Marketplace Report: CBS v. Stern and Sirius

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CBS has slapped a lawsuit on its former radio personality Howard Stern and his new employer, Sirius Satellite Radio. CBS says Stern misused its airtime to promote his new show. Janet Babin of Marketplace discusses the details of the suit with Madeleine Brand.


Back now with DAY TO DAY. Howard Stern is facing a new legal battle, and this time, it has nothing to do with nasty language or inappropriate material. The shock jock is being sued by his former employer, CBS, for fraud and breach of contract. CBS is seeking millions of dollars in damages from Stern and his new employer, Sirius Satellite Radio. And Marketplace's Janet Babin is here. Janet, this is a 46-page complaint. What is CBS accusing Stern and Sirius of doing?

JANET BABIN reporting:

Well essentially, Madeleine, it was back in October 2004 that Stern announced that he had signed this five-year deal with Sirius. But if you remember, he spent the next 22 months on the air doing his show on CBS before he actually left, and he spent a lot of that air time raving about his new gig at Sirius.

Now, CBS is charging Stern with misappropriating millions of dollars worth of that radio airtime for his own financial benefit.

BRAND: Twenty-two months you say, why would CBS wait so long before filing this lawsuit?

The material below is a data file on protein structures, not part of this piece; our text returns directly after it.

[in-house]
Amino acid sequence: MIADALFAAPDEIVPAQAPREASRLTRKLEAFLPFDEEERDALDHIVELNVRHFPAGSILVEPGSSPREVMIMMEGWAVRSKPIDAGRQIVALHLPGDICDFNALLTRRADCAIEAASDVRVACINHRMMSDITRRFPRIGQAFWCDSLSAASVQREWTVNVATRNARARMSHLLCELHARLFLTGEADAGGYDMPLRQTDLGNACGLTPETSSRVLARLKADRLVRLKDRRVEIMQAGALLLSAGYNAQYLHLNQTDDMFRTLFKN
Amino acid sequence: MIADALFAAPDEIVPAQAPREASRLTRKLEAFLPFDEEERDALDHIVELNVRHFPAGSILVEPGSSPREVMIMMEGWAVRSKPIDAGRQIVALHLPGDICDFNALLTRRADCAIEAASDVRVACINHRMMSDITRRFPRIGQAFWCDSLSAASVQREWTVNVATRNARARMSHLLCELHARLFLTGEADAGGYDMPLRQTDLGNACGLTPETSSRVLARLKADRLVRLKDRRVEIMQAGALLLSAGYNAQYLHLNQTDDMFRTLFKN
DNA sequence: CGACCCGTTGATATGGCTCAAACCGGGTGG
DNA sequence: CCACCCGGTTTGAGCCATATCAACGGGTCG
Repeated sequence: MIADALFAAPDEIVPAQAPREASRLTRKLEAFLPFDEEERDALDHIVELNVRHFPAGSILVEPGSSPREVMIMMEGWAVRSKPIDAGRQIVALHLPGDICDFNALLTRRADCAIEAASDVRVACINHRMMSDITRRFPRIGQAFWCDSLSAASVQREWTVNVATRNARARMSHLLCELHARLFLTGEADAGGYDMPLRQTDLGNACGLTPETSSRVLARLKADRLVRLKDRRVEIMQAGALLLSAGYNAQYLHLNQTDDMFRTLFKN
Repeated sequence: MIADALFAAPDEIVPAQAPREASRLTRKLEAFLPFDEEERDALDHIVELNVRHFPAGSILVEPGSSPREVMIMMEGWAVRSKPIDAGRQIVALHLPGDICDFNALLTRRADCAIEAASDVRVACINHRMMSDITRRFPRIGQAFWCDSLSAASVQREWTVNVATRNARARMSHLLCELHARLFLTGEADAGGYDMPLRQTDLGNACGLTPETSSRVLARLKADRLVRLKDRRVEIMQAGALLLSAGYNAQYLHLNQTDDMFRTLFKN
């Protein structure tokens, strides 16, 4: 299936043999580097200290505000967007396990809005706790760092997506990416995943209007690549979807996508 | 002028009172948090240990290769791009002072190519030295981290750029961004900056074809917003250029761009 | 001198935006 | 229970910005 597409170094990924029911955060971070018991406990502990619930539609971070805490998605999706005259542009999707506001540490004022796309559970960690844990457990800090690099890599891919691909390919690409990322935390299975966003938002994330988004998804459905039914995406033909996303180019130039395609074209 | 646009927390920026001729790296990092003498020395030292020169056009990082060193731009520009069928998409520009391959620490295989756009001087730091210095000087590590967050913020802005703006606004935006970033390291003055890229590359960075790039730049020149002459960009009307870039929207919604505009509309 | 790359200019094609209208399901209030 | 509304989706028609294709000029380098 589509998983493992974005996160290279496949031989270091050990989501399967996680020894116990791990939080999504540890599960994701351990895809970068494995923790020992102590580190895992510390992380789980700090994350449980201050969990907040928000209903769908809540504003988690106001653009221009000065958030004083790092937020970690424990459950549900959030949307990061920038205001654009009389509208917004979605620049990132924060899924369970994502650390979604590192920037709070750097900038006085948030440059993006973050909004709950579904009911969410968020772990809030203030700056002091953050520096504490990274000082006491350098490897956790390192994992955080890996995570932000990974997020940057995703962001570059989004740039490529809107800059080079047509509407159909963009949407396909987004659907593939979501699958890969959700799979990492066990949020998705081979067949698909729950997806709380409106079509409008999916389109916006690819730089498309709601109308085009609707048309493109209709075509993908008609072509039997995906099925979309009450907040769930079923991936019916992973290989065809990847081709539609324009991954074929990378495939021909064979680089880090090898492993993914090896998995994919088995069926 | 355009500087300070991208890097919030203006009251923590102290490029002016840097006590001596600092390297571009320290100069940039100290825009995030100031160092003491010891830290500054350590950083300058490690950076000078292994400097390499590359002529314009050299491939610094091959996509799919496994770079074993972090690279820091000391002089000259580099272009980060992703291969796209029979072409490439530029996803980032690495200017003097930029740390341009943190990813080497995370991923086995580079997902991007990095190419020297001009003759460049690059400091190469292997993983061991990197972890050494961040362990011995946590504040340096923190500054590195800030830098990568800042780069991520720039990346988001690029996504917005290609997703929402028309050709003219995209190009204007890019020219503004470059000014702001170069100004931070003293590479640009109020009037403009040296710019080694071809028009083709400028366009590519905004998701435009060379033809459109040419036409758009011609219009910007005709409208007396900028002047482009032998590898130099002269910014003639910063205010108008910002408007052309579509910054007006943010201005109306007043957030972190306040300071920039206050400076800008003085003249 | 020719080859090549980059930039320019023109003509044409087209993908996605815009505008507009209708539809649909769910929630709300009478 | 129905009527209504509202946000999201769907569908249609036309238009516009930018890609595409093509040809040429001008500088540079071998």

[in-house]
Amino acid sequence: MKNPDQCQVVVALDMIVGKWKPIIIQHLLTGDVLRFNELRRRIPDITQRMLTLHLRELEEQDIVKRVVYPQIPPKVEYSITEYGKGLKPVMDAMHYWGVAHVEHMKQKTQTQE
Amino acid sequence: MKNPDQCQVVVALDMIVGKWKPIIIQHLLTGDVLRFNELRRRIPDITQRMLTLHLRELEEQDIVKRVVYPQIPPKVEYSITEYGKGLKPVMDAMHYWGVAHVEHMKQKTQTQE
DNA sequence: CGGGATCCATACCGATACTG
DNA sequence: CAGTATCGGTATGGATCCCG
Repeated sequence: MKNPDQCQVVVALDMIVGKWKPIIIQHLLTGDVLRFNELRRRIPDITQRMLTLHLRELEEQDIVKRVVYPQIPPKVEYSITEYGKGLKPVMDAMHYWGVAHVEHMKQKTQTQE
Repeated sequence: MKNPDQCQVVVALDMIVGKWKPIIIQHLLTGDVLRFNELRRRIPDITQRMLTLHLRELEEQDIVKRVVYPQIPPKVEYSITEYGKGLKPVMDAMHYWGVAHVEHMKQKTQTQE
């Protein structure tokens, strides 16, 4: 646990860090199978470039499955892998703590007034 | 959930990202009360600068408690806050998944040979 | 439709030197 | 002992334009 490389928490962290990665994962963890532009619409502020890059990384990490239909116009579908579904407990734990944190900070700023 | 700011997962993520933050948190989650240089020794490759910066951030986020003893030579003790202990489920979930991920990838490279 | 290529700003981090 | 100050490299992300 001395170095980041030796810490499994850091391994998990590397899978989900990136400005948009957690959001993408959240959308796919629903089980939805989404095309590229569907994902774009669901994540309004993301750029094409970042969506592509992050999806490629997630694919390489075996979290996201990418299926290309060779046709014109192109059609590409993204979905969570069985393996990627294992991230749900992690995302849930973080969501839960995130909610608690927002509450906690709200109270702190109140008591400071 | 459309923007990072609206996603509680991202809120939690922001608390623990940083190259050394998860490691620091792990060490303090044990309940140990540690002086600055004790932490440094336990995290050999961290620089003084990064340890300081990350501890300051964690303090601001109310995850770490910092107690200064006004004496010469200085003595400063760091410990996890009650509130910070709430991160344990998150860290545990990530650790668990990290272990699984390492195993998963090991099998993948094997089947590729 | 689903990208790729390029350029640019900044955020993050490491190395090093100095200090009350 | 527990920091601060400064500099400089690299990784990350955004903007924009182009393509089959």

BABIN: Yeah, there are a number of theories about that. According to the lawsuit, Stern and his agent received 34 million Sirius shares in January, because at that point, they managed to get a targeted number of people signed on to the service. So that's proof that Sirius is doing quite well because of Stern. Also, the ratings clearly now showing that CBS radio stations in all the major markets have lost, and they're losing advertising dollars as well.

Ira Shepard is a broadcast and labor attorney in Washington D.C. with Schmeltzer, Aptaker, and Shepard.

Mr. IRA SHEPARD (Attorney, Schmeltzer, Aptaker & Shepard): They're well within their statute of limitations. They were probably best advised to wait and see if they were damaged. There's no sense in filing a lawsuit if you don't have any damages.

BABIN: So, CBS could be biding it's time, could've just been biding its time there.

BRAND: But, I understand Stern doesn't see it that way. He says that CBS could have pulled him off the air at any time.

BABIN: Yes, that's right, and there is some legal precedent here for both arguments. According Clyde Vanel. He's an intellectual property attorney in New York, and he also deals with entertainment. He says that, under New York state law, there's an argument that can be made about fiduciary duty. Apparently, in New York State, if you're an employee, some case law says you have an obligation to act in the best interest of your employer. So, CBS could say that Howard Stern breached his fiduciary duty by chatting up Sirius at the company's expense.

But Vanel says there is a caveat to that argument.

Mr. CLYDE VANEL (Attorney): If a person, an employee, generally speaking, engages in things, and the employer directs, supervises, or kind of proves a certain type of behavior, right, that's contrary to what's generally seen as a fiduciary duty, then guess what? They have no duty. So, in response, Stern's attornies can say hey, the company acquiesced. They allowed it to happen. They didn't do anything.

BABIN: Stern calls the lawsuits a personal vendetta. He's got 20 days to respond. Coming up later today on MARKETPLACE, math and science teachers, where are you?

BRAND: Janet Babin of public radio's daily business show MARKETPLACE. And MARKETPLACE is produced by American Public Media. Thank you, Janet.

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